If you do not believe that your product as a whole is similar to other combination products that a Center has already reviewed or that you are aware a Center is currently reviewing, you should address the second step of the algorithm. Even if you believe your product is similar to another, we recommend that you explain how you think we should assign your product should we find it necessary to move to this second step in the algorithm. For this part of the algorithm, you should identify the most significant safety and effectiveness questions presented by your combination product, and explain, in your opinion, which Center has the most expertise related to those questions. For example, if this is the first time the Agency is presented with a vision-correcting contact lens containing a glaucoma drug, then, using the factors described above, you should explain, in your opinion, which Center has more expertise to answer these questions. In this case, you might explain that the most significant safety and effectiveness questions are related to the characterization, manufacturing, and clinical performance of the drug component, while the safety and effectiveness questions raised by the vision-correcting contact lens are considered more routine. Based on these criteria, you might recommend that CDER has the most expertise related to these issues.

10. Schedule and Duration of Use. Section 3.7(c)(2)(x)

You must briefly explain how often and for how long your product is intended to be used. For example, if your product is a non-combination device that would be implanted in the body during one surgical procedure, you should state the duration for which it is implanted or if it will be implanted with the expectation that, as long as the device functions, it will remain in the body indefinitely. In other cases, such as with a wound dressing, for instance, an RFD might explain that the dressing should be used over a four-hour period, after which a change of dressing would occur if needed, with a maximum of six dressings to be used over a 24-hour time period. Another example would be that your product is a drug to be delivered by a device every twelve hours over a period of time not to exceed 10 days.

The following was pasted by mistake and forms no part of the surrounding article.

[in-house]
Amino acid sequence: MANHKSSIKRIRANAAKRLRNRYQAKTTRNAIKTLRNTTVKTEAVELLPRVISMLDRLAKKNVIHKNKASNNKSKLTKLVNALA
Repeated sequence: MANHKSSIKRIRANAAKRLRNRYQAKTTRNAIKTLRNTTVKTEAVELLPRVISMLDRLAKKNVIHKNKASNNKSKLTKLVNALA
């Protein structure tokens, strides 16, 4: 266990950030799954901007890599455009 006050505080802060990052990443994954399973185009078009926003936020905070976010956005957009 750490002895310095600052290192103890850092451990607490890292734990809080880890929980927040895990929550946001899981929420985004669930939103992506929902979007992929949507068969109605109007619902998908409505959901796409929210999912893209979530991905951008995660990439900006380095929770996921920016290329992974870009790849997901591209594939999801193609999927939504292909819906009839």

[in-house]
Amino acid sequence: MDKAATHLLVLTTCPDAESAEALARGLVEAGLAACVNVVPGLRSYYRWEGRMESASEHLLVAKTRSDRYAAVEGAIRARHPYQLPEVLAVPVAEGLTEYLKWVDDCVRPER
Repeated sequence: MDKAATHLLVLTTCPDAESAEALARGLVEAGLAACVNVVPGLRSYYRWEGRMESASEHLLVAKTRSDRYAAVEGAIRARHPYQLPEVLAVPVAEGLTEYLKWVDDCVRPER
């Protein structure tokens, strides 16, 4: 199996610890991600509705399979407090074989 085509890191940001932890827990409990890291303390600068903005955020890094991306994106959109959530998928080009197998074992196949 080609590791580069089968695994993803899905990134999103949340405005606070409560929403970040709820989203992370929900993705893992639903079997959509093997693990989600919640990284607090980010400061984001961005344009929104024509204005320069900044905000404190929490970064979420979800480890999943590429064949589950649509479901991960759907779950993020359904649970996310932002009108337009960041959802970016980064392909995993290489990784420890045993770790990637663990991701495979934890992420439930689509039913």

11. Dose and Route of Administration. Section 3.7(c)(2)(xi)

As applicable, you should briefly explain the dose (amount) of the drug or biological product (or constituent part) to be used, and how it will be used in or on the body. For example, for a combination product wound dressing consisting of a drug and device delivery system, you would identify the specific amount of the drug contained in the device, and that it would be applied topically to the specific type of wound your product is intended to treat. If your product is an injectable drug, you would explain that the delivery device would be used to inject a specific dose of the drug intramuscularly, intravenously, etc.

Even if you believe your product is a device (containing no drug or biological products), it may be helpful to provide information about the dose or route of administration for the product. For example, if your product is an injectable product, such as a wrinkle filler, you should describe the amount of product being injected and the site of the injection.

12. Related Products. Section 3.7(c)(2)(xii)

If you think there are other products like yours, or other products with related components, you must briefly explain what they are, how they are regulated, and their regulatory status (e.g., approved, investigational, etc.) so that we can consider them when classifying and/or making the assignment for your product. Please include the product application numbers when available (e.g., 510(k) or NDA number). You should explain any similarities or differences between these products and your product and state how these are relevant to the classification and/or assignment of your product.

If you are not aware of other products like yours or other products with related components, please state this.

13. Other Relevant Information. Section 3.7(c)(2)(xiii)